These problems are not insurmountable. But there is precious little oversight of this burgeoning new industry, in part because genetic analysis does not fit cleanly into any existing category of medical practice. And if the first wave of DNA-screening companies to hit the market gets its way, there won't be any more adult supervision in the foreseeable future. In a blatant effort to stave off regulation, top officials from all the major competing gene-test companies met early this month and quietly agreed to spend this summer hammering out a "best practices" document that they would promise to follow. This is a great idea, but it's not enough.
No state or federal agency can today assure consumers that the DNA tests they order will give accurate results -- or that the results, even if technically accurate, will have any practical value. The Food and Drug Administration says it has the authority to regulate all gene tests but has decided, at least for now, to ignore the vast majority of those developed so far. The Federal Trade Commission (FTC), which is supposed to protect consumers from fraudulent claims, has never taken an enforcement action against even the most transparently deceptive gene-test companies. And the Centers for Medicare and Medicaid Services, the division within the Department of Health and Human Services that oversees clinical laboratories, has so far opted to steer clear of the genetic-testing world, despite pleas from federal advisers to ensure a minimal standard of gene-test proficiency.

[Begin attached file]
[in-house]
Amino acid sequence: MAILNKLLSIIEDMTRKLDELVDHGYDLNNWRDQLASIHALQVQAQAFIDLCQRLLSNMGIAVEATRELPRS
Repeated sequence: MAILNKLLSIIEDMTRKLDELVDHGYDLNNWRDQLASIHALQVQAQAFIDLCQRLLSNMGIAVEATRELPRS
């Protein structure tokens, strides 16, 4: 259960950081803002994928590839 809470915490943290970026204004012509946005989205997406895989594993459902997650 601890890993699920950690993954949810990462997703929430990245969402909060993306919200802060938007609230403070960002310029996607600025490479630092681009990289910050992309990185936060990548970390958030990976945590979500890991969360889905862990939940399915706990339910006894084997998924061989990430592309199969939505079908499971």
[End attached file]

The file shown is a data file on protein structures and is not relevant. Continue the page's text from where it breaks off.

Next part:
The companies say that what they do is different enough that they should not be shoehorned into the conventional medical-testing rules. "For the first year and a half of our existence, all we did was try to figure out how to fit into the regulatory environment," said Dietrich Stephan, co-founder of Navigenics, a leading California-based gene-test company, adding that the effort cost an estimated $10 million.
That's real money. Yet even with all that preparation, Navigenics and a dozen other testing companies recently received warnings from individual states accusing them of violating state rules for labs. Situations such as this cry out for the guiding hand of the federal government -- not necessarily through cumbersome regulations, which can be too rigid to keep up with quickly changing science, but through formal guidelines, at least, promulgated by HHS. These could set clear expectations about how accurate gene tests should be -- and what it means to be "accurate" in the brave new world of predictive health -- and what level of informed consent should be obtained from clients. The promulgation of such standards will take real effort from HHS Secretary Mike Leavitt, who has championed personalized medicine but who has thus far been largely AWOL on the gene-test issue and has little incentive to push hard in the final months of the Bush administration. The FTC also needs to show that it has teeth and can bite.
Genetic-testing companies need to ante up, too. The responsible ones could buy a lot of good will by offering the public easily accessible scientific details (online and elsewhere) about the specific genes or genetic markers they are testing for; citations for the published studies they use to justify their claims that those genes have real medical relevance; the privacy and security systems they have in place; and the protocols for any experiments that clients' specimens may be used in. The firms should also disclose any approvals they have sought, obtained or denied from independent scientific and ethical review boards.
I took heart that such a future is possible when, at an HHS meeting two weeks ago, I saw chiefs from the five major competing gene-test companies sitting next to one another, speaking cooperatively to federal advisers. If these executives move aggressively to do the right thing, and if federal officials help them with some smart but tough guidance, perhaps those corporate heads can avoid a future in which they are called upon to appear side by side again -- this time before Congress, looking more like those famously photographed tobacco CEOs, being asked tough questions about what exactly they have been selling, and at what cost to American health.
Rick Weiss, a former science reporter for The Post, is a senior fellow at the Center for American Progress.